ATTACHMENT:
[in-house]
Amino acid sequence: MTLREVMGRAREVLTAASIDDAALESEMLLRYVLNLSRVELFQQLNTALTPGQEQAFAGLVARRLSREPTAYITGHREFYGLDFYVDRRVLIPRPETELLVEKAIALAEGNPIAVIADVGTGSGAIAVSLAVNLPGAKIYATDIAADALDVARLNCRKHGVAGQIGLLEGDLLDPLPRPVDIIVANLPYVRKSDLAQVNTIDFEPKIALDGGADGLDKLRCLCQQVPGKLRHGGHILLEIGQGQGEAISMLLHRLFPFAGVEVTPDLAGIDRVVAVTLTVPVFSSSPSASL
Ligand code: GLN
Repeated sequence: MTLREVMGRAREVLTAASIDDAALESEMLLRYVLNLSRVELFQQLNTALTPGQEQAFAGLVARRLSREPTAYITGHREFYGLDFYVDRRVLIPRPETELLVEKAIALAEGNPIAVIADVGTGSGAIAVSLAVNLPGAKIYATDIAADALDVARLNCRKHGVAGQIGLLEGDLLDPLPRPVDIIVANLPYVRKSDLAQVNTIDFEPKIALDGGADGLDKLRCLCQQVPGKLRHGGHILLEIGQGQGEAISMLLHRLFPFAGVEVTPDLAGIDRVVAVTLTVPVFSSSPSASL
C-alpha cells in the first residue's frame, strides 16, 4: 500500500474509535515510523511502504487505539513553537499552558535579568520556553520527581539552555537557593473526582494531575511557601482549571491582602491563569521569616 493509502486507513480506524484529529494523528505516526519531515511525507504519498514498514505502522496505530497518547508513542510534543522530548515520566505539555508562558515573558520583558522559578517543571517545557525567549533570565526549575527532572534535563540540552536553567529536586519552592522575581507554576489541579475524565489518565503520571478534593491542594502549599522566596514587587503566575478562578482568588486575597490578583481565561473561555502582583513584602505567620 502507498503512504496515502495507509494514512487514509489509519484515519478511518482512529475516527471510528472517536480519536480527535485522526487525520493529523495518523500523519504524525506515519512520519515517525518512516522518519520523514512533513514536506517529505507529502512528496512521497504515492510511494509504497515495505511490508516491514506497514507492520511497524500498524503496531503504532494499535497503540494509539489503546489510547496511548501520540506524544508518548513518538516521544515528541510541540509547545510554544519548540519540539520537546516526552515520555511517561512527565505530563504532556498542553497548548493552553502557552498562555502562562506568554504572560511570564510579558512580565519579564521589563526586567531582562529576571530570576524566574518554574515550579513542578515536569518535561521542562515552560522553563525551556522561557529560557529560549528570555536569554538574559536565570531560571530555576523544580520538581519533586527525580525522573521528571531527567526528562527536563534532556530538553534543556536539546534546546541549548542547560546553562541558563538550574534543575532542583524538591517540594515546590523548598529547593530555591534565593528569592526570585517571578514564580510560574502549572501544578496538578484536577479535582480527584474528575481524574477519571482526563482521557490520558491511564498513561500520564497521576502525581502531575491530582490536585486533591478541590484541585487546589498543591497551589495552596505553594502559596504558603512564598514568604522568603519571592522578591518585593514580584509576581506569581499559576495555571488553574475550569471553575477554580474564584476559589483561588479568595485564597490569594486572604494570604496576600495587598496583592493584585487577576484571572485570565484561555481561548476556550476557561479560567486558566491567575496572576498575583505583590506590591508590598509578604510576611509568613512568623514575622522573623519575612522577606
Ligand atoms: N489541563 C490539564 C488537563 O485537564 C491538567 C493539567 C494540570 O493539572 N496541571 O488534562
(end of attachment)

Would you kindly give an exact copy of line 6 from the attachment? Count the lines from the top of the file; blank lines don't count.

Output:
Ligand atoms: N489541563 C490539564 C488537563 O485537564 C491538567 C493539567 C494540570 O493539572 N496541571 O488534562